Authority of Housing and Community Services Department to require fingerprints
For the purpose of requesting a state or nationwide criminal records check under ORS 181A.195 (Criminal records check), the Housing and Community Services Department may require the fingerprints of a person who:
(1)(a) Is employed or applying for employment by the department; or
(b) Provides services or seeks to provide services to the department as a contractor, vendor or volunteer; and
(2) Is, or will be, working or providing services in a position:
(a) In which the person is providing information technology services and has control over, or access to, information technology systems that would allow the person to harm the information technology systems or the information contained in the systems;
(b) In which the person has access to information that state or federal laws, rules or regulations prohibit disclosing or define as confidential;
(c) That has payroll functions or in which the person has responsibility for receiving, receipting or depositing money or negotiable instruments, for billing, collections or other financial transactions or for purchasing or selling property or has access to property held in trust or to private property in the temporary custody of the state;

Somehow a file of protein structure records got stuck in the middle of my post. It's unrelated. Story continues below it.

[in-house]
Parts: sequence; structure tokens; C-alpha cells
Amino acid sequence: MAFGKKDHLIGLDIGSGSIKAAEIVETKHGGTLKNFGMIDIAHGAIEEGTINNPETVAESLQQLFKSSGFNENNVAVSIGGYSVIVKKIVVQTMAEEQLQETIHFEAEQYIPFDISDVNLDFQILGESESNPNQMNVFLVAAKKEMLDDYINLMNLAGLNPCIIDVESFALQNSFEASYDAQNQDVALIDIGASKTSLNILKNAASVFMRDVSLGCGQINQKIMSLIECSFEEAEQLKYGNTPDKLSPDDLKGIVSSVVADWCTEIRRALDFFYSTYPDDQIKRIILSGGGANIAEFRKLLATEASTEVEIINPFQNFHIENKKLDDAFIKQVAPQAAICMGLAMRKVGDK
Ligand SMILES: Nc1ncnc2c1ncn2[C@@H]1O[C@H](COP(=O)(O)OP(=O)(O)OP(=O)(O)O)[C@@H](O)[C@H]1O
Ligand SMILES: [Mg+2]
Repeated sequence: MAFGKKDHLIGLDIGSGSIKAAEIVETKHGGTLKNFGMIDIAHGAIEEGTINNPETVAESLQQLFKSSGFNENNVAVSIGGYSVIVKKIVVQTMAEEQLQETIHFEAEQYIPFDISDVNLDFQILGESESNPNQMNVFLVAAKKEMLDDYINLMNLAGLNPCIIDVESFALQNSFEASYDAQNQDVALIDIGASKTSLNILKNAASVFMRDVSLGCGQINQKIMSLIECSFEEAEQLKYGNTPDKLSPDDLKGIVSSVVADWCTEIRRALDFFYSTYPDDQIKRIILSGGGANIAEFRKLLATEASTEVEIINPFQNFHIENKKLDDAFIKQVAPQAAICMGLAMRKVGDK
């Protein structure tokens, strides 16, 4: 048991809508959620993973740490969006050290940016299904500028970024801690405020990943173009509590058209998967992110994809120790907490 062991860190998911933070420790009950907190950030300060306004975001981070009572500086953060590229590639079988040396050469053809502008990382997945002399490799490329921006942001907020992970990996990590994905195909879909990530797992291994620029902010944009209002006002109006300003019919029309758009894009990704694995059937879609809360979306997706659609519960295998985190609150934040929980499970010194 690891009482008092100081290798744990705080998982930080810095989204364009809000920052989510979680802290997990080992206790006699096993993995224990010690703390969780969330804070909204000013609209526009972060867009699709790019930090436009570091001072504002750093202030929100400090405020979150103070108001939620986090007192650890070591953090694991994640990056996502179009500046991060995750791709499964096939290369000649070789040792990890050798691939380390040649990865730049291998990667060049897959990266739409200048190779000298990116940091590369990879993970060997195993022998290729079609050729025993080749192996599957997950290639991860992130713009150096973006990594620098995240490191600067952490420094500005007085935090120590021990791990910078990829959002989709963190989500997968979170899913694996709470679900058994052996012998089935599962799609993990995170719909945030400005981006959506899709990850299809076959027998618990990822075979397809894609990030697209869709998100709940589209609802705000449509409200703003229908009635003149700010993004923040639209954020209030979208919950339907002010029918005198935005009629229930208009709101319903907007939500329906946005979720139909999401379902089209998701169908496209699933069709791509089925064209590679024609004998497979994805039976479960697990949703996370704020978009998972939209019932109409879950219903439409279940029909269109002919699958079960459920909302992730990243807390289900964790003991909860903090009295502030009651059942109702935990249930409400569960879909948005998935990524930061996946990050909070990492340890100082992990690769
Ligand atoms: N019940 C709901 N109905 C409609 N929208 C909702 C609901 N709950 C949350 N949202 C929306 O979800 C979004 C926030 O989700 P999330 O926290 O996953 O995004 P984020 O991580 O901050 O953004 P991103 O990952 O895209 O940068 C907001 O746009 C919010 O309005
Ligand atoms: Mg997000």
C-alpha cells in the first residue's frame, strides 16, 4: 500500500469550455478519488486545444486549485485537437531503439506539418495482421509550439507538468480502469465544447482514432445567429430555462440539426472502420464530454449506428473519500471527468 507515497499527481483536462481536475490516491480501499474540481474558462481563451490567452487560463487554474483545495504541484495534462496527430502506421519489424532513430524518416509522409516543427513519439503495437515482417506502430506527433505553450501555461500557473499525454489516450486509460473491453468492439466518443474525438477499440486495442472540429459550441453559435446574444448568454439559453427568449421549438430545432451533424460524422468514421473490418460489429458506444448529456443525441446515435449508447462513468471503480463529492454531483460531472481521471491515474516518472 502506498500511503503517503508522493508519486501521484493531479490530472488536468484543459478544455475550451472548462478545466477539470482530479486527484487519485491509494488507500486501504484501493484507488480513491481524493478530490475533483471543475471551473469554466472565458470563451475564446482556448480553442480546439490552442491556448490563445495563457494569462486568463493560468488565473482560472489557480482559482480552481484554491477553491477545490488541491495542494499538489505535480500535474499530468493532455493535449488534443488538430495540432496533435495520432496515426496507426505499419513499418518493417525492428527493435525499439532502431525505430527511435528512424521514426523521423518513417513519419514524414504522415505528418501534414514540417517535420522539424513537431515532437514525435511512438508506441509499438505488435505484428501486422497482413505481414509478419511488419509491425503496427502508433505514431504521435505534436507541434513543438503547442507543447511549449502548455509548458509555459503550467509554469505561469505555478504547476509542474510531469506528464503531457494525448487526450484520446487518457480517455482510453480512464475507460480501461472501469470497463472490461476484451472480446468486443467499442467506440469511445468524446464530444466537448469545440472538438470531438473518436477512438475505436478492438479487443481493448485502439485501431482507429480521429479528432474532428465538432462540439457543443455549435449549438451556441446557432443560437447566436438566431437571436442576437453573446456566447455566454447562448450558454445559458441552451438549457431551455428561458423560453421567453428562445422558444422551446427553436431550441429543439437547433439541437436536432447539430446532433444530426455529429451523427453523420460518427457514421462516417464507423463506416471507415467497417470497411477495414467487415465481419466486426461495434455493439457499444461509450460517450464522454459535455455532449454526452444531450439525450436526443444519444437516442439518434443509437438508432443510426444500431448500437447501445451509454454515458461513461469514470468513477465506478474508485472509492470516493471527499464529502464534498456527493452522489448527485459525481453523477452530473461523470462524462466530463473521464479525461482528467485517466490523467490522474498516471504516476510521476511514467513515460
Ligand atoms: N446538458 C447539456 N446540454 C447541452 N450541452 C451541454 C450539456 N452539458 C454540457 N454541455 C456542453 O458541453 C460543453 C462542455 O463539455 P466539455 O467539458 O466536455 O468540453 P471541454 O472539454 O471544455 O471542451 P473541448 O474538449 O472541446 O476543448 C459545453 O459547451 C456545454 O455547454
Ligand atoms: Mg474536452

(d) That has mailroom duties as a primary duty or job function;
(e) In which the person has responsibility for auditing the department or other business entities;
(f) That has personnel or human resources functions as a primary responsibility;
(g) In which the person has access to Social Security numbers, dates of birth or criminal background information of employees or members of the public; or
(h) In which the person has access to tax or financial information about individuals or business entities or processes tax credits. [2007 c.619 §7]
Note: 456.569 (Authority of Housing and Community Services Department to require fingerprints) was enacted into law by the Legislative Assembly but was not added to or made a part of ORS chapter 456 or any series therein by legislative action. See Preface to Oregon Revised Statutes for further explanation.
3 OregonLaws.org assembles these lists by analyzing references between Sections. Each listed item refers back to the current Section in its own text. The result reveals relationships in the code that may not have otherwise been apparent.